This vintage sheeplined coat was made in the 1930s under the Guiterman Bros. “Town and Country” label. The coat is made of green canvas, with a brown mouton shawl collar. As was common with coats of this style, it has loops instead of buttonholes. Usually these loops are made of corded material, but this one has higher quality leather loops. There are slash handwarmer pockets on the chest and flapped cargo pockets on the hips. The corners of the pockets have leather reinforcements. The coat is lined to the hip with sheepskin, and the sleeves have blanket linings and wool storm cuffs. The coat is belted.
A bit on the company’s history, from a piece I wrote for The Art of Vintage Leather Jackets / The Fedora Lounge: Guiterman Brothers was founded in 1883 and incorporated in 1904. They began using the Summit “Town & Country” name in 1904. In the early 1910s, Guiterman Brothers pioneered the attached soft collared shirt. They also called it the Summit. The company had a plant at 352 Silbey Street, St. Paul, MN, which still stands. They enjoyed prosperity during the 1910s, riding the Mackinaw boom of 1915. They were supposedly the first company to coin the name “windbreaker”. As shown above, their “Town and Country” Coats and vests shared the distinctive double snap Knit-Nek. During WWI, Guiterman Bros. produced flying coats for US aviators. In 1928-1929, the company was purchased by Gordon and Ferguson and continued production.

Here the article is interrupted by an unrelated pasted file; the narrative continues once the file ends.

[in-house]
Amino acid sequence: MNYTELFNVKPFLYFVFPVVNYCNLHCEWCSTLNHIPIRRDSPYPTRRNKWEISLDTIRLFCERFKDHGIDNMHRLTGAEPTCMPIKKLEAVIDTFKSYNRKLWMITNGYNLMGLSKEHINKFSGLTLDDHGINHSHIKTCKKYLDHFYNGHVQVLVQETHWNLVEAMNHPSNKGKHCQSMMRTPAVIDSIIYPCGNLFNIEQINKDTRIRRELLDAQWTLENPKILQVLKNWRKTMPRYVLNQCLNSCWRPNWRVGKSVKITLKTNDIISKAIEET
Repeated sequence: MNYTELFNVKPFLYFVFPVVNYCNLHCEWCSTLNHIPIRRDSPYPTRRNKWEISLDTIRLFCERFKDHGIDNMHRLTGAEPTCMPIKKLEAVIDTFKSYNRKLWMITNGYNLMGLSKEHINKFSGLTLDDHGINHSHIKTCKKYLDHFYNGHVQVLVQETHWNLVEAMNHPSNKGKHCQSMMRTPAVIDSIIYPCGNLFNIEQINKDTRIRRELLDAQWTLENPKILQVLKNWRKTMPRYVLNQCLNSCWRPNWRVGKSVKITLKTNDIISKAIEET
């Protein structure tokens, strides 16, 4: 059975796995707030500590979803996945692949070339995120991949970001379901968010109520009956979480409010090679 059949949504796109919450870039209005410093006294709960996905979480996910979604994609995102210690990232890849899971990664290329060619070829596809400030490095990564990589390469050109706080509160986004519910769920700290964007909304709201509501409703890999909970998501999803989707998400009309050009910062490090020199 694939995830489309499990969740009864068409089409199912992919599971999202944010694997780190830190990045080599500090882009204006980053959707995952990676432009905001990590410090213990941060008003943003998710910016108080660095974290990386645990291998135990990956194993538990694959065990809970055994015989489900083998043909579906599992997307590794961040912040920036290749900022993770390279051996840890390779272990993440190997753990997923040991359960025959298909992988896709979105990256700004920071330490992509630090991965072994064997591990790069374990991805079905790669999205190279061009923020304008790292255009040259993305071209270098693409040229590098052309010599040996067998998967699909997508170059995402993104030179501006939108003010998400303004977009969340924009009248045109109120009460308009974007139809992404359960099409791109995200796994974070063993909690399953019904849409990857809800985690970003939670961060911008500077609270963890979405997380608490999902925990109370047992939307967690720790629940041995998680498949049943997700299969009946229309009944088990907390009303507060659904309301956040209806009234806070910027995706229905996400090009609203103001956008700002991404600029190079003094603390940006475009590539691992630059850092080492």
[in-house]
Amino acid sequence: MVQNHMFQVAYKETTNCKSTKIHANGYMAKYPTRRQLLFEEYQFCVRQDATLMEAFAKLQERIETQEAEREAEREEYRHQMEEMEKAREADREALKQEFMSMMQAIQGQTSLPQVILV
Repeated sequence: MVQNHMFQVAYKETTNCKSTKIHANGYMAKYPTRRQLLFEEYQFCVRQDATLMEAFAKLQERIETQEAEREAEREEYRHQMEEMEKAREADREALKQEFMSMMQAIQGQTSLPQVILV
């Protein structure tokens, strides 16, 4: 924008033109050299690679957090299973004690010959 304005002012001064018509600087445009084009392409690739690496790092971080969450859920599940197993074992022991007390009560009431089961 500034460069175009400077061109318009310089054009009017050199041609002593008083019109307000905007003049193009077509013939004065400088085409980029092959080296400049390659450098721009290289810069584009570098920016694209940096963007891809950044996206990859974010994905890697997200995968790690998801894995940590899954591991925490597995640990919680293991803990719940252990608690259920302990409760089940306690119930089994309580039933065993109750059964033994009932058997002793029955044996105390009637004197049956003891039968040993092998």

Chest (pit to pit): 22″ (doubled = 44″)
Shoulder to shoulder: 18″
Sleeve (shoulder to cuff): 25-1/2″